Relieving patients of symptoms associated with decentration may be complex. The most frequently used method involves gas permeable lenses, which reshape the anterior cornea optically to restore visual quality. These fittings often require reverse geometry lenses or aspheric lenses to be successful. Most patients do not want to venture down the road that motivated them to first pursue refractive surgery.
Surgical options are limited. For mild degrees of decentration after PRK, a small (3 mm to 4 mm) diameter ablation at the edge of the original optical zone can serve to enlarge the optical zone in the pupillary axis. Another technique involves a series of three small-diameter ablations at the edge of the decentered ablation followed by phototherapeutic keratectomy smoothing. There is a risk of hyperopic shift due to the removal of tissue centrally. These two methods are difficult post-LASIK because the enhancement will be constrained by the size of the original bed.
Custom-Corneal Ablation Pattern (Custom-CAP, Visx) received U.S. Humanitarian Use Device approval for the treatment of decentrations in 2002. Elevation data is obtained using the Humphrey Atlas (Carl Zeiss Meditec), and a software program allows simulation of surgeon-directed ablations of chosen location, shape, size and depth to improve corneal topographic appearance. Although effective, Custom-CAP does not address the refractive error. While most surgeons consider an improvement in BCVA and reduction of symptoms a surgical success, many patients are frustrated by the lack of improvement or, in some cases, worsening of uncorrected vision.
Wavefront-driven custom treatment may be used to correct decentrations, assuming the technology currently available is able to detect the irregularities reliably. Shack-Hartmann aberrometers may fail when attempting to measure eyes with considerable irregularity, due to limitations of the lenslet array. While decentrations may increase higher-order aberrations, attempting to correct the aberrations may not fully correct the topographical errors. These systems assume a normal prolate cornea in treatment planning, and the refractive error corrections may be less accurate. Thus, these treatments may be less effective than topographically directed treatments.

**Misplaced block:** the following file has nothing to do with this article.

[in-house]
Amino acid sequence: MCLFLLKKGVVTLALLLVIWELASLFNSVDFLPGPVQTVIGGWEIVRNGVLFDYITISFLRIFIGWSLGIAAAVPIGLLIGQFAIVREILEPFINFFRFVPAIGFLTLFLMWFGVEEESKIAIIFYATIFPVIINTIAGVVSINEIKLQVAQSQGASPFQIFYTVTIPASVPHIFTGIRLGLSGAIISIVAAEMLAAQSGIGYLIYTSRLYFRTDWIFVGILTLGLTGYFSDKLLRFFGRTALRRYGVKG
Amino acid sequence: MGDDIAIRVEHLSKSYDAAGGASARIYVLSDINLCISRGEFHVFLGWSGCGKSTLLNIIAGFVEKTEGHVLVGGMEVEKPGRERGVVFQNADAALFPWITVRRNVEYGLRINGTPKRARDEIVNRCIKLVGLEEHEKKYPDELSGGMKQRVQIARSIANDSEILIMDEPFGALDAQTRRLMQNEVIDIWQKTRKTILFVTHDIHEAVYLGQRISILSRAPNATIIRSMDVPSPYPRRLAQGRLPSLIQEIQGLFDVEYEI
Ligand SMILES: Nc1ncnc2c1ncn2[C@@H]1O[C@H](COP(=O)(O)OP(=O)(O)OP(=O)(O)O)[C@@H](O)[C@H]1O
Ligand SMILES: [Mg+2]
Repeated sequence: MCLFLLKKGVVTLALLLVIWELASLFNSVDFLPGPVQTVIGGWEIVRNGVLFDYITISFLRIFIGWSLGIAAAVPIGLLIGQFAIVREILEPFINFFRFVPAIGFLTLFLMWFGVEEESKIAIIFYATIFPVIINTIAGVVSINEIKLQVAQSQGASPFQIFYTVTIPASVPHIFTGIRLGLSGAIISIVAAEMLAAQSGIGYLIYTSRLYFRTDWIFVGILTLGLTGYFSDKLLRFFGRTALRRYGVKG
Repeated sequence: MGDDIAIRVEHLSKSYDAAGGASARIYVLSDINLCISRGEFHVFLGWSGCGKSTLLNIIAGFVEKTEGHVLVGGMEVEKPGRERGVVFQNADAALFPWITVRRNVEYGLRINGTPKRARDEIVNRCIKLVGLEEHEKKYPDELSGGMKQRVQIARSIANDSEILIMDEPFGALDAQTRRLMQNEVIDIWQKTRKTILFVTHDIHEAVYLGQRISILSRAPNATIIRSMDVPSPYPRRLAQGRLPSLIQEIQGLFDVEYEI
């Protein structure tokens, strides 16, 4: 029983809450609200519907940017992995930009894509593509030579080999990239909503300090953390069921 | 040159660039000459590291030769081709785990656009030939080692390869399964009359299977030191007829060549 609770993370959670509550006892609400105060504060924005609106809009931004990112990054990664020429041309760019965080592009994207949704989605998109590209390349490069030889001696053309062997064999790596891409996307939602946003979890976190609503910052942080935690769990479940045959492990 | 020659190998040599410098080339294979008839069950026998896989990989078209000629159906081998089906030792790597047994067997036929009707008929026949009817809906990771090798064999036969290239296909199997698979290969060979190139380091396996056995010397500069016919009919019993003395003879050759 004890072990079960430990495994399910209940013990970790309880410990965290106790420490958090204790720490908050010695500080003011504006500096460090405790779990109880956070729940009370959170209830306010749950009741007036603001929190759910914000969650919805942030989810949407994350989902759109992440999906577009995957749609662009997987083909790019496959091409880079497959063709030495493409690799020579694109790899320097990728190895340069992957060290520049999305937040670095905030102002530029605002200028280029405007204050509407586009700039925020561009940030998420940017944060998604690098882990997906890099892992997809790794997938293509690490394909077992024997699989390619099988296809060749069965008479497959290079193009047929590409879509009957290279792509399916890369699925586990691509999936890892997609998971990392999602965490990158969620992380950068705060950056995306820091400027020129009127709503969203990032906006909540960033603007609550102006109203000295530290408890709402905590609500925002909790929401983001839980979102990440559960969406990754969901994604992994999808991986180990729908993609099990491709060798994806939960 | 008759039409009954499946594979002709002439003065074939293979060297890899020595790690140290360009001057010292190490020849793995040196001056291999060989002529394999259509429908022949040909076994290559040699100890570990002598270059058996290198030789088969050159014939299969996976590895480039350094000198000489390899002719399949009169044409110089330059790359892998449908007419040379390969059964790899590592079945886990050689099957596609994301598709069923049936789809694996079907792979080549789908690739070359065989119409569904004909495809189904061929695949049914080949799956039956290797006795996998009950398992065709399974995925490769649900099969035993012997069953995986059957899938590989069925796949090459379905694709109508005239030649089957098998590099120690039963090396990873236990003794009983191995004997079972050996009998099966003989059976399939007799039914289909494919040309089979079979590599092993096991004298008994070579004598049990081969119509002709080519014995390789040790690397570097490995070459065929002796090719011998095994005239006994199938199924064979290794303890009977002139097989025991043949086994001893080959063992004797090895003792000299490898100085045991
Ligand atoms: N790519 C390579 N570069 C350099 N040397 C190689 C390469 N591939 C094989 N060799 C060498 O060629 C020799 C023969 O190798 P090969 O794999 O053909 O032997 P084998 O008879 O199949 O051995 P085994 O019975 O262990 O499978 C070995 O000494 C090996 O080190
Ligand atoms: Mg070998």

Re-treatment using conventional enhancement techniques rarely fully corrects the problem and typically increases the effective decentration. This occurs because the neural axes (visual axis and line of sight) and the optical axis (geometrical) are not aligned in cases of decentration. Image placement on the fovea requires the eye to rotate, making full correction of the optical problem unlikely when all measurement and planning occurs on the visual axis. Conventional technology is not able to decouple these axes and treats solely on the visual axis information.
The advancement of Scheimpflug imaging to create three-dimensional models of corneal shape may be the missing link to accurate topographically driven treatments. These systems measure the corneal shape directly and with greater accuracy than placido or slit scanning methods. Combining precise topographical measurements with sophisticated software programs, such as the Corneal Integrated Planning and Treatment Algorithm (CIPTA, Ligi) software, may enable treatment of irregular astigmatism.
For More Information:
- Amar Agarwal, MS, FRCS, FRCOphth is director of Dr. Agarwal’s Group of Eye Hospitals. Dr. Agarwal is author of several books published by SLACK, Incorporated, publisher of Ocular Surgery News, including Phaco Nightmares: Conquering Cataract Catastrophes, Bimanual Phaco: Mastering the Phakonit/MICS Technique, Dry Eye: A Practical Guide to Ocular Surface Disorders and Stem Cell Surgery, and Presbyopia: A Surgical Textbook. He can be reached at 19 Cathedral Road, Chennai 600 086, India; fax: 91-44-28115871; e-mail: email@example.com; Web site: www.dragarwal.com.
- Ming Wang, MD, PhD, can be reached at Wang Vision Institute, 1801 W. End Ave., 11th Floor, Nashville, TN 37203; 615-321-8881; fax: 615-321-8874; e-mail: firstname.lastname@example.org.
- Agarwal A. Handbook of Ophthalmology. Thorofare, NJ: SLACK Incorporated; 2005.
- Agarwal A. Refractive Surgery Nightmares. Thorofare, NJ: SLACK Incorporated; 2007
- Agarwal A, Agarwal A, Agarwal S. Four Volume Textbook of Ophthalmology. New Delhi, India: Jaypee Brothers; 2000.